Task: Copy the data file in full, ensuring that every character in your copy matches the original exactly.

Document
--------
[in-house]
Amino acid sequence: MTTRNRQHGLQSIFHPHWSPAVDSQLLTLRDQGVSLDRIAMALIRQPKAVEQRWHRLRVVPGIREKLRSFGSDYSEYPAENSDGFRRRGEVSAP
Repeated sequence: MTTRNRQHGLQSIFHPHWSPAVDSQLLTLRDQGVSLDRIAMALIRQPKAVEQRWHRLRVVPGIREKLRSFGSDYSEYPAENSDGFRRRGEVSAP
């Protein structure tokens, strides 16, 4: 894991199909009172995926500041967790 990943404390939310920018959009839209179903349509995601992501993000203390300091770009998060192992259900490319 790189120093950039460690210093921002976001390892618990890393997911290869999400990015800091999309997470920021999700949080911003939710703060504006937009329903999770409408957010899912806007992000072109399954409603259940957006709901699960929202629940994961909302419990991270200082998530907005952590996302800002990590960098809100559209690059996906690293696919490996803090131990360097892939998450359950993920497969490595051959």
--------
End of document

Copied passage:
[in-house]
Amino acid sequence: MTTRNRQHGLQSIFHPHWSPAVDSQLLTLRDQGVSLDRIAMALIRQPKAVEQRWHRLRVVPGIREKLRSFGSDYSEYPAENSDGFRRRGEVSAP
Repeated sequence: MTTRNRQHGLQSIFHPHWSPAVDSQLLTLRDQGVSLDRIAMALIRQPKAVEQRWHRLRVVPGIREKLRSFGSDYSEYPAENSDGFRRRGEVSAP
């Protein structure tokens, strides 16, 4: 894991199909009172995926500041967790 990943404390939310920018959009839209179903349509995601992501993000203390300091770009998060192992259900490319 790189120093950039460690210093921002976001390892618990890393997911290869999400990015800091999309997470920021999700949080911003939710703060504006937009329903999770409408957010899912806007992000072109399954409603259940957006709901699960929202629940994961909302419990991270200082998530907005952590996302800002990590960098809100559209690059996906690293696919490996803090131990360097892939998450359950993920497969490595051959």